Once you get the hang of it, the critical path method can be used for pretty much everything!
3. Calculate the shortest route to completion
Step three – the final step – is about finding your project’s critical path. In other words, scheduling your tasks to calculate the shortest route to completion. CPM is all about efficiency, so if you can work on tasks in parallel then you absolutely should in order to complete the project in the shortest amount of time.
It can help to assign durations to your tasks here so that you can get a better understanding of how long everything will take. Sticking with the very simple chicken sandwich analogy, this would look something like this:
This is a very simple example of a project’s critical path, but hopefully you get the idea!
Critical Path Method examples
Now let’s take a look at some more concrete examples of the critical path method in action.
We’re going to give both a personal and professional example to really look at CPM from all sides and gain the best possible understanding of how to apply it when it comes to managing complex projects.
Planning a family holiday
Planning a family holiday involves a lot of different tasks, some of which can be done in tandem, while others are dependent tasks.
The first thing you need to do is make a list of the tasks for your whole project. For example:
- Research different locations
- Find accommodation
- Book flights
- Book airport transfers
- Buy sunglasses
- Pack suitcase
And anything else you might want to add to the above list!
The next step is to divide your tasks up, so Mum can be in charge of the location research and booking accommodation, Dad can be in charge of booking flights and airport transfers, and so on.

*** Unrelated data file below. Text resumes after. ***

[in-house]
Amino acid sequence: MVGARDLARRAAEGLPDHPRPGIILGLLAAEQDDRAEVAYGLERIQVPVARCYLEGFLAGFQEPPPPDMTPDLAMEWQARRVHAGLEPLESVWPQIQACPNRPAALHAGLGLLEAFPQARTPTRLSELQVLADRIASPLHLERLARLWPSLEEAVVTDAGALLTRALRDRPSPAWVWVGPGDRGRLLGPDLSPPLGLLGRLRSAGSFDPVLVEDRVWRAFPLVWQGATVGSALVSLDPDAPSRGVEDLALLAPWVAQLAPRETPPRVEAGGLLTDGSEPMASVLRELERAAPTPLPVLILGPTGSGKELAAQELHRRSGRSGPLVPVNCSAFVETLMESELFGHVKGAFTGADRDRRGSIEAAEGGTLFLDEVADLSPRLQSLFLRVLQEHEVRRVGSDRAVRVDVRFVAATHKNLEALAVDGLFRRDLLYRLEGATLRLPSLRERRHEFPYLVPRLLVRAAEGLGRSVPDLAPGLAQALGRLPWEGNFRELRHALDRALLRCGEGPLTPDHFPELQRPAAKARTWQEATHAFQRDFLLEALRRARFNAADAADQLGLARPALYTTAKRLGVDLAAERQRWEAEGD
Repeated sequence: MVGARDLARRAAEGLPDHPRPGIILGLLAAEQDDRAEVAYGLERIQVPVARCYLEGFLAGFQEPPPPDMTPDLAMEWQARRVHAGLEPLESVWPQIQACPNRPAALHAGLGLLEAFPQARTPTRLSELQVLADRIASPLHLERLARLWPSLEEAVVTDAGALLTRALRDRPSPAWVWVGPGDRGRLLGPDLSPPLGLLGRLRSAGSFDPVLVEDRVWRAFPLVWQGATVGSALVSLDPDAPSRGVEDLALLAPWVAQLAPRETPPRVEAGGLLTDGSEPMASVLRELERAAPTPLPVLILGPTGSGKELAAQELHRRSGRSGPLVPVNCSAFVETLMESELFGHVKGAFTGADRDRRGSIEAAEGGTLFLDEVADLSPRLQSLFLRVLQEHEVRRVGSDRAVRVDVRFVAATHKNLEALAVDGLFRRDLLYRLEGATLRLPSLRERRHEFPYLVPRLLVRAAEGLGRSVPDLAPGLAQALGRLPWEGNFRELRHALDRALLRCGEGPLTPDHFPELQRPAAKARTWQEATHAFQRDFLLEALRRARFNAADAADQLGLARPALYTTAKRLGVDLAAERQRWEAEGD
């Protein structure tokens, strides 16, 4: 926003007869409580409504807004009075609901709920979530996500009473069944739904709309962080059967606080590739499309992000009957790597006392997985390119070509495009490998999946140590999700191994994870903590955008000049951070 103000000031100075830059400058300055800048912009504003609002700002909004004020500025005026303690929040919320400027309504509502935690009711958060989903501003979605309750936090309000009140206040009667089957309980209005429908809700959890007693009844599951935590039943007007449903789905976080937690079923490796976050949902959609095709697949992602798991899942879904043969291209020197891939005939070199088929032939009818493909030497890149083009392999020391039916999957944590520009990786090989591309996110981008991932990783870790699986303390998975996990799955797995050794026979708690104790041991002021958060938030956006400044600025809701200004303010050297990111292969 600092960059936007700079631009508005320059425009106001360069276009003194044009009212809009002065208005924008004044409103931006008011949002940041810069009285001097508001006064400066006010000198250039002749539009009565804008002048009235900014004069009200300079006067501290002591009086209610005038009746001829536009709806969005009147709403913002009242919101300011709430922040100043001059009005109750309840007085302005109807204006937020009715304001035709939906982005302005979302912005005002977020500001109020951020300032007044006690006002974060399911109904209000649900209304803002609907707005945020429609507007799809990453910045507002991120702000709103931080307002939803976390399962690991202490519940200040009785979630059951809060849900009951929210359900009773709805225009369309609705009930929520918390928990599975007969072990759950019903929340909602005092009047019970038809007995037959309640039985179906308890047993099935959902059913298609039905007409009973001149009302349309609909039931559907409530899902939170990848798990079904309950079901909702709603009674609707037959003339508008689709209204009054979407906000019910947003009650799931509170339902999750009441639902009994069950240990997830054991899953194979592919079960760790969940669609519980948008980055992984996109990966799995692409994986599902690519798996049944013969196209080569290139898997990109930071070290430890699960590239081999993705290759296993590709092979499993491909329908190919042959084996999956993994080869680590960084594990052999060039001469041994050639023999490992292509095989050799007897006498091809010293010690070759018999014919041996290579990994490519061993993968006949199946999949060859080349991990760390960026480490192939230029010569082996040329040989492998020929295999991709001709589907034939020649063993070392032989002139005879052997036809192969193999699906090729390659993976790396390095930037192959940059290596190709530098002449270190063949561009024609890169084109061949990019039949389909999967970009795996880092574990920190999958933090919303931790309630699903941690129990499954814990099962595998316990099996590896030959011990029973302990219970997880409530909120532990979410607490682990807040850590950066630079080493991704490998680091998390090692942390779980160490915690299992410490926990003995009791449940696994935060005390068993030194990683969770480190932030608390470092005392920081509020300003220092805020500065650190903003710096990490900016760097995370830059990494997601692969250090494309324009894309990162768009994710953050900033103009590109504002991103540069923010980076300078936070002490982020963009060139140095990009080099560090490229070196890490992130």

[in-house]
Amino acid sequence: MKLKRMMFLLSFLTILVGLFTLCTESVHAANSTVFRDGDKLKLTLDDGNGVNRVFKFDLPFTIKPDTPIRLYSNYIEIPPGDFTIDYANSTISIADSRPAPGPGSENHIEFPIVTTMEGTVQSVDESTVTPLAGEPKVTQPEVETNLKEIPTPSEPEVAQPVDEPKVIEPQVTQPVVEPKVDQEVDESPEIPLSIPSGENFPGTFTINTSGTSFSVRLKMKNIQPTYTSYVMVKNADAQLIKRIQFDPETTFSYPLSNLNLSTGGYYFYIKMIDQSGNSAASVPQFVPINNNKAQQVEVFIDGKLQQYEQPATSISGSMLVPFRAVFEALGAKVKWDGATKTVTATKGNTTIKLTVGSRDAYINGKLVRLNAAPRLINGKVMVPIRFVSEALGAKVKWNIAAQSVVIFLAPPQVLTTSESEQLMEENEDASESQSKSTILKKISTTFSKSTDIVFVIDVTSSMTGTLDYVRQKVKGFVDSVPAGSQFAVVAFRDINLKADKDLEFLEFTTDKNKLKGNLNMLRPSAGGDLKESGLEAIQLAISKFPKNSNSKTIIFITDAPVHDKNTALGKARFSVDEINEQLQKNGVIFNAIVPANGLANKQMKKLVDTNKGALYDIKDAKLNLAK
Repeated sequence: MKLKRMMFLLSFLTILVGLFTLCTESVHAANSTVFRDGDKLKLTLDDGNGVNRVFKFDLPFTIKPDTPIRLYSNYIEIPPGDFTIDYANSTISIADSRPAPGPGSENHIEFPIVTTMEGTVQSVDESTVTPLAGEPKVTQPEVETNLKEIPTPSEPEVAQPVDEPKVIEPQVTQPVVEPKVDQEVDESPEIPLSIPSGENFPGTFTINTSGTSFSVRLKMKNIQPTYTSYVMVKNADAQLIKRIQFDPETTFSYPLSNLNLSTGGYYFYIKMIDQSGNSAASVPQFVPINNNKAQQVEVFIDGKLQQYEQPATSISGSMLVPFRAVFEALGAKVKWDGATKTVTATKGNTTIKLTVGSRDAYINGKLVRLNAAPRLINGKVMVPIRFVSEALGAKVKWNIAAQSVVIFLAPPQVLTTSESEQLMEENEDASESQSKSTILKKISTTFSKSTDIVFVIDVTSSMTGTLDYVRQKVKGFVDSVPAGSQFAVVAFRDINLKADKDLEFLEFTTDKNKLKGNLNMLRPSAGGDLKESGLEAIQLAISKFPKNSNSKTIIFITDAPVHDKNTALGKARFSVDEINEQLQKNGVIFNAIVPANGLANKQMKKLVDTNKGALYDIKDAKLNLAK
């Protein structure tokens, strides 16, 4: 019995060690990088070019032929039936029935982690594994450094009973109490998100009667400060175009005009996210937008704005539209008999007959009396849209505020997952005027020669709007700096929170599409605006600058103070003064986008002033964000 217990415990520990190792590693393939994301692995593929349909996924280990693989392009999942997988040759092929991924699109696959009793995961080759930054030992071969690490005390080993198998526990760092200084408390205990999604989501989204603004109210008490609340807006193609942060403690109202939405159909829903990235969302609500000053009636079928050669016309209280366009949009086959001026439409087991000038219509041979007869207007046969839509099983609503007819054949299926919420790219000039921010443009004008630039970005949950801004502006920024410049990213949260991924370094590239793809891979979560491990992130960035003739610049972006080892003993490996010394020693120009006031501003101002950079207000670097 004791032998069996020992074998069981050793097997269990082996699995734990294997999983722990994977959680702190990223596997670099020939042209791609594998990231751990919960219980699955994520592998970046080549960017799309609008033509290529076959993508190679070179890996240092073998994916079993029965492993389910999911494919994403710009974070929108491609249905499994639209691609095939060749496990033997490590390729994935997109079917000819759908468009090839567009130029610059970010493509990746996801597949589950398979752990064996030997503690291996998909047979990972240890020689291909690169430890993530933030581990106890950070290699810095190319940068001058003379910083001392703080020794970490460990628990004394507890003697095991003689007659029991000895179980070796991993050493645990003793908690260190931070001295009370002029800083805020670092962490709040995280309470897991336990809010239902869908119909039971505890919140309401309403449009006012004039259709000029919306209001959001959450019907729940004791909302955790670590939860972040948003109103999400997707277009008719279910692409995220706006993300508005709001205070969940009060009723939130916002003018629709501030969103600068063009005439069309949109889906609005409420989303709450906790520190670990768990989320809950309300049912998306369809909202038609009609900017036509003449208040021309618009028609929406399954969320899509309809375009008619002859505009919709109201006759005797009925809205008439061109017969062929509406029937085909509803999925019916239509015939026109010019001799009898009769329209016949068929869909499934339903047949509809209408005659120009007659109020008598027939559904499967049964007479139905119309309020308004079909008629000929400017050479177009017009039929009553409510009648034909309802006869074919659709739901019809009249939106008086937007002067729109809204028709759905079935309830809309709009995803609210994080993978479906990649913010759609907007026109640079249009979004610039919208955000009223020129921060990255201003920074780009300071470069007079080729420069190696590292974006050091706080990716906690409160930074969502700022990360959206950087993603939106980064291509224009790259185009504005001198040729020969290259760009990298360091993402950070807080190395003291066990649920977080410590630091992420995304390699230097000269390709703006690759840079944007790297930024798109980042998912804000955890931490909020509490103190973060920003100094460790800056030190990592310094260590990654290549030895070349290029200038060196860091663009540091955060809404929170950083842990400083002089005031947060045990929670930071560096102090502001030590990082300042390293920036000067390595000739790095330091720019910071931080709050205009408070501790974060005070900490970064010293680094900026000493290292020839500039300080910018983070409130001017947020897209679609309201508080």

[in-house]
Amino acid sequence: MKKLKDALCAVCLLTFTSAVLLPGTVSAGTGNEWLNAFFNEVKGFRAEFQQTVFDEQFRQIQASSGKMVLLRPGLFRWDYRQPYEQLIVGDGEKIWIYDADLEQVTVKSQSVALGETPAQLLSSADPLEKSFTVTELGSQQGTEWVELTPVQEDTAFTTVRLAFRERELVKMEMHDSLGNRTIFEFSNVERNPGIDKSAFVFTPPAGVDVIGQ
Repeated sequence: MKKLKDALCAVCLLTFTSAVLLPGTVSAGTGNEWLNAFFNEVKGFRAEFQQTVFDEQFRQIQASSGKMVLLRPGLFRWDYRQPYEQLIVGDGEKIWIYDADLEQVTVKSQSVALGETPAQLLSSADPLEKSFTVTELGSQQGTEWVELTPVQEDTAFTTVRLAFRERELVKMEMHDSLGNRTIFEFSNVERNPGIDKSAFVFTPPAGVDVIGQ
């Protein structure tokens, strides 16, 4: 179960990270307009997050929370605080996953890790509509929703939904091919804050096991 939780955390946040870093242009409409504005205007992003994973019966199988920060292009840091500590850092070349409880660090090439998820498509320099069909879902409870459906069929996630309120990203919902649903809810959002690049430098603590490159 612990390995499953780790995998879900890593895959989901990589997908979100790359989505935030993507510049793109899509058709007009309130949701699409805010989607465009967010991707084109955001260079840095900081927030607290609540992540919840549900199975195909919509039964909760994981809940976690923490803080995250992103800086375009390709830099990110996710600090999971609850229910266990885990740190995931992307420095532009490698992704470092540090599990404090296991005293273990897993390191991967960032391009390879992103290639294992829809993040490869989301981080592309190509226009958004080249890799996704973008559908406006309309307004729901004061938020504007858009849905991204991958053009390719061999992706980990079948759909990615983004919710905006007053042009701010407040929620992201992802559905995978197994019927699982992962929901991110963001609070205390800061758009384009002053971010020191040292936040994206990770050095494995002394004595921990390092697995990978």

This is also where it’s important to identify those tasks that are dependent on one another. So, for example, the airport transfers cannot be booked before the flights or accommodation. But you can shop for sunglasses and pack your suitcase at any time!
The critical path for this project could look something like this:
Creating an explainer video
Now for a professional example. We know all about managing explainer video projects because that’s actually how Project.co first came to be! More on that here if you’re interested.
The tasks required for an explainer video project are:
- Voiceover recording
Again, after listing these tasks the next step is to define and allocate them, and also find out which can be done in tandem. For example, the storyboarding process cannot start without the script. But once the script has been finalised, the voiceover can be recorded in tandem with the storyboard being created.
If we were to calculate the critical path for an explainer video project it might look a little something like this:
And that’s that! Why not try following these 3 steps for planning different projects in your life? It’s a great way to get used to the critical path method.
5 Tips for successful critical path management
1. Use a project management tool
Implementing the critical path method successfully relies on project managers having the best visibility of all tasks (critical tasks, dependent tasks, basically every single task required throughout the entire project!). Project management software can be very useful here.